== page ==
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Celebrate history with the Black Prince Flower Boat Procession

Few May Day celebrations are more colourful or historic than the Black Prince Boat Procession that brings together the communities of Millbrook, Kingsand and Cawsand. Locals parade behind the flower decorated boat wearing traditional Cornish costume.
One of the most unusual May Day events in Cornwall is the historic Black Prince Flower Boat Procession. It takes place on the May Day Bank Holiday Monday each year in the villages of Millbrook, Kingsand and Cawsand.

One thing you need to know about Cornwall is that it is steeped in tradition, history and culture that is fervently celebrated every year. That’s just one of the reasons why Cornwall remains a top destination for family holidays and weekend breaks. There’s always something special to celebrate!

What to expect at the Black Prince Flower Boat Procession

The Black Prince is a boat named after Edward, the Black Prince who became the first Duke of Cornwall. This traditional 19th century festival involves carrying a flower-decorated boat called the Black Prince through the streets on May Day. It was the focal point for May Day celebrations in Southeast Cornwall, particularly in the fishing villages of Millbrook, Kingsand and Cawsand.

The May Day festival traditionally was to banish the winter cold and welcome in spring and sunny days. Who could possibly disagree with that!

The Black Prince Flower Boat Procession died out about 50 years ago but the festival was revived in 1986 and has been popular ever since. One of the great purposes of the event, besides everyone coming together in a day of family fun, is that it raises funds for local charities such as the and the .

A book called the Black Prince Flower Boat was written by folklore expert Jan Gendall and is sold in aid of the RNLI at the festival.

Black Prince Flower Boat Procession

The Black Prince Flower Boat is the centre of attention for the procession. It is a large model sailing boat decked in greenery and flowers. Once decorated with flowers it is ceremonially carried shoulder-high through the villages accompanied by lively music and dancing. The boat is transported by enlisted naval ratings from HMS Raleigh, accompanied by town criers, dancers, musicians and children, making a very colourful parade through the streets.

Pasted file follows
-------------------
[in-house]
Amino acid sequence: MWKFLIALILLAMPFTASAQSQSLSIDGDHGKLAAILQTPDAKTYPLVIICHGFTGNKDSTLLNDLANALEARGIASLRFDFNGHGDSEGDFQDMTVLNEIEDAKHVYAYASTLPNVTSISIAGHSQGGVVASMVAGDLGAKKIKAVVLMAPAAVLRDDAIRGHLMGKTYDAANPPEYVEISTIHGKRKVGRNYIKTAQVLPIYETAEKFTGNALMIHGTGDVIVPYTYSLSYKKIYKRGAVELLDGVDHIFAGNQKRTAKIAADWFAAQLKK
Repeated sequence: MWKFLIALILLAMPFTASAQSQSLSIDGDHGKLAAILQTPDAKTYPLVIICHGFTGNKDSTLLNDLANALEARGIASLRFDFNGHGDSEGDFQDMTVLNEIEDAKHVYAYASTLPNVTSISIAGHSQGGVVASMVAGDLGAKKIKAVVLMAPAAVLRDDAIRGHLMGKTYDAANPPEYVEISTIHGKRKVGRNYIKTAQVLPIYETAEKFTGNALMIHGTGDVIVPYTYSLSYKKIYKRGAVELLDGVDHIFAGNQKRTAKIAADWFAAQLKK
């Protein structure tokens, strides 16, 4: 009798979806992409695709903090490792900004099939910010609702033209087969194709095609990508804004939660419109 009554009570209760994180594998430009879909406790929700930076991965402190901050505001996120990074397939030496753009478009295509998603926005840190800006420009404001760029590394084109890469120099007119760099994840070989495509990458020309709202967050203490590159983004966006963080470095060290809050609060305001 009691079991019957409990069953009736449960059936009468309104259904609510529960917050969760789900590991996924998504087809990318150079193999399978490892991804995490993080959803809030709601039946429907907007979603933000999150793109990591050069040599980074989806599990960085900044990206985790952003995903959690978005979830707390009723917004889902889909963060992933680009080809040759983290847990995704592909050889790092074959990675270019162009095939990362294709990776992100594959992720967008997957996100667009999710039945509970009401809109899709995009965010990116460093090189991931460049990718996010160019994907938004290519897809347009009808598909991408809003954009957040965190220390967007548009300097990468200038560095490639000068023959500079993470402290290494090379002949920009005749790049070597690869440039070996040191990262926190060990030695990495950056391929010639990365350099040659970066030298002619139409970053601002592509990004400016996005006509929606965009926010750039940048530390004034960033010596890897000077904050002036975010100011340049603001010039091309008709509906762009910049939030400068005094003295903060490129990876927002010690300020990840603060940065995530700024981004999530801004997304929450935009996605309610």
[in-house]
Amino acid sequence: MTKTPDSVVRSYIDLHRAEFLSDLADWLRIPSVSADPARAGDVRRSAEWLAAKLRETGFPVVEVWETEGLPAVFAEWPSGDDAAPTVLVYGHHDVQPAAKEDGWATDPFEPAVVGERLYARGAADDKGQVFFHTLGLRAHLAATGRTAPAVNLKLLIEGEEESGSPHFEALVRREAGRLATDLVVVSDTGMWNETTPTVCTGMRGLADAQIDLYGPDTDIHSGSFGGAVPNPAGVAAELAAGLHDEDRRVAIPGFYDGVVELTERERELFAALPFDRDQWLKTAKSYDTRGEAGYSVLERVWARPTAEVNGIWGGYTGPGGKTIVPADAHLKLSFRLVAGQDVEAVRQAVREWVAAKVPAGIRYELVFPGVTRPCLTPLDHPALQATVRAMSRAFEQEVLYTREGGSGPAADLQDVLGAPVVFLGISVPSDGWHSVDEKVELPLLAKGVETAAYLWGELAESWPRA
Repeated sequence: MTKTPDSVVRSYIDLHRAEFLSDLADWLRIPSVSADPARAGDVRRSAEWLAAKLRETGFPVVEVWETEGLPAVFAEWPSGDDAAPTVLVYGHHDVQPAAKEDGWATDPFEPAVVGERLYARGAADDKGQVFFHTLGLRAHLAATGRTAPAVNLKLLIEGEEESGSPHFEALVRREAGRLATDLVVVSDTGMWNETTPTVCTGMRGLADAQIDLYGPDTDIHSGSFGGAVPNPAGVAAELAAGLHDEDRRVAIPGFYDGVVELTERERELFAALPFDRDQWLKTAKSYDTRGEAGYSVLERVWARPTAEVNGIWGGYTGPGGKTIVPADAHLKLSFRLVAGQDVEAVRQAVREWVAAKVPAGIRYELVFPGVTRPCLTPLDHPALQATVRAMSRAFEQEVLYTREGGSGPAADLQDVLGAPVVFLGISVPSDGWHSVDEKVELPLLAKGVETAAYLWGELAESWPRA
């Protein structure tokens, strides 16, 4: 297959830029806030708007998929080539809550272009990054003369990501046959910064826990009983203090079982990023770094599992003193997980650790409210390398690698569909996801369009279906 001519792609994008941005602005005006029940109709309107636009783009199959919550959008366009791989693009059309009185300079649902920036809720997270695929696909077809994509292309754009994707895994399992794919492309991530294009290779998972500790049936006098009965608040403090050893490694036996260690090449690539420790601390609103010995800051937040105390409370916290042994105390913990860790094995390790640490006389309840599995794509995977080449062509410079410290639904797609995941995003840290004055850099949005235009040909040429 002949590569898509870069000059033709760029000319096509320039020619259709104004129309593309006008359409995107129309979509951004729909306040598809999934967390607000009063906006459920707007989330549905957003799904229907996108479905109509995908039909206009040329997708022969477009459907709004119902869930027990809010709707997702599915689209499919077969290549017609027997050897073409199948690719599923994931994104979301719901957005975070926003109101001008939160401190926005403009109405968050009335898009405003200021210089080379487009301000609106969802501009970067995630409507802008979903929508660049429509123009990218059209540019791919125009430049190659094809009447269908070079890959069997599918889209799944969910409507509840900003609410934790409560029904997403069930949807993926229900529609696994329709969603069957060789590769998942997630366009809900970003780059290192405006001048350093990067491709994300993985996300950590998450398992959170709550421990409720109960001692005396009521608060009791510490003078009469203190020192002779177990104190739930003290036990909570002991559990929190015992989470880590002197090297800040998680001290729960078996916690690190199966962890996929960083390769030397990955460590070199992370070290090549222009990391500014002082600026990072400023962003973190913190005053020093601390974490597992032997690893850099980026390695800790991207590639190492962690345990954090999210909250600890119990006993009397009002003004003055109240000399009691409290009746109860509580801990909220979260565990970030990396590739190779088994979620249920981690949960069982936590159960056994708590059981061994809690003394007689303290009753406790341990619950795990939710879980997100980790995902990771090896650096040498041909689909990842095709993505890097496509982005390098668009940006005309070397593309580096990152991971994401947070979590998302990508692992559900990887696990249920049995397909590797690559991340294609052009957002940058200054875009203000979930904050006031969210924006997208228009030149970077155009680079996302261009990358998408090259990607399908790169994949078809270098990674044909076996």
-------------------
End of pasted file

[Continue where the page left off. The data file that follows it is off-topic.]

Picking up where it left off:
Many of the participants wear traditional dress of red cloaks and sashes, red ribbons and red flowers or headdresses. Children traditionally carry flower baskets, garlands and model boats and there are prizes as incentives for the best.

If you are planning to attend, feel free to dress up in red and white, or even go the whole hog with red cloaks, red sashes etc. Many of the houses and fishermen’s cottages lining the route are bedecked with flags and decorations to add to the fun.

May Day celebrations in Kingsand and Cawsand

The procession halts at Venton House from noon until 2pm so everyone can enjoy the stalls and entertainment. The boat is then picked up and carried through the villages of Kingsand and Cawsand, which incidentally are popular for their charming holiday cottages situated right on the waterfront and beach.

The Black Prince Flower Boat leaves the Rising Sun inn at Kingsand around 2:30pm and proceeds to Cawsand Square for more entertainment, music, Maypole dancing and Morris dancing. Finally, around 4:30pm the procession reaches Cawsand Beach where the boat is launched while everyone sings the launching song.

Do you know Kingsand and Cawsand well? Can you recommend some of the local highlights, shops and restaurants for anyone planning to visit the area? Local knowledge is always invaluable!

About Gillian Birch

Born in Cheshire, Gillian Birch moved to Cornwall at her earliest opportunity and never looked back. After 20 years, her ongoing discovery of popular attractions, quiet footpaths and local eateries has made her a fount of knowledge as she entertains readers with her informative articles on the hidden gems of Devon & Cornwall from a local point-of-view.

Find Gillian on Google+, and Twitter.

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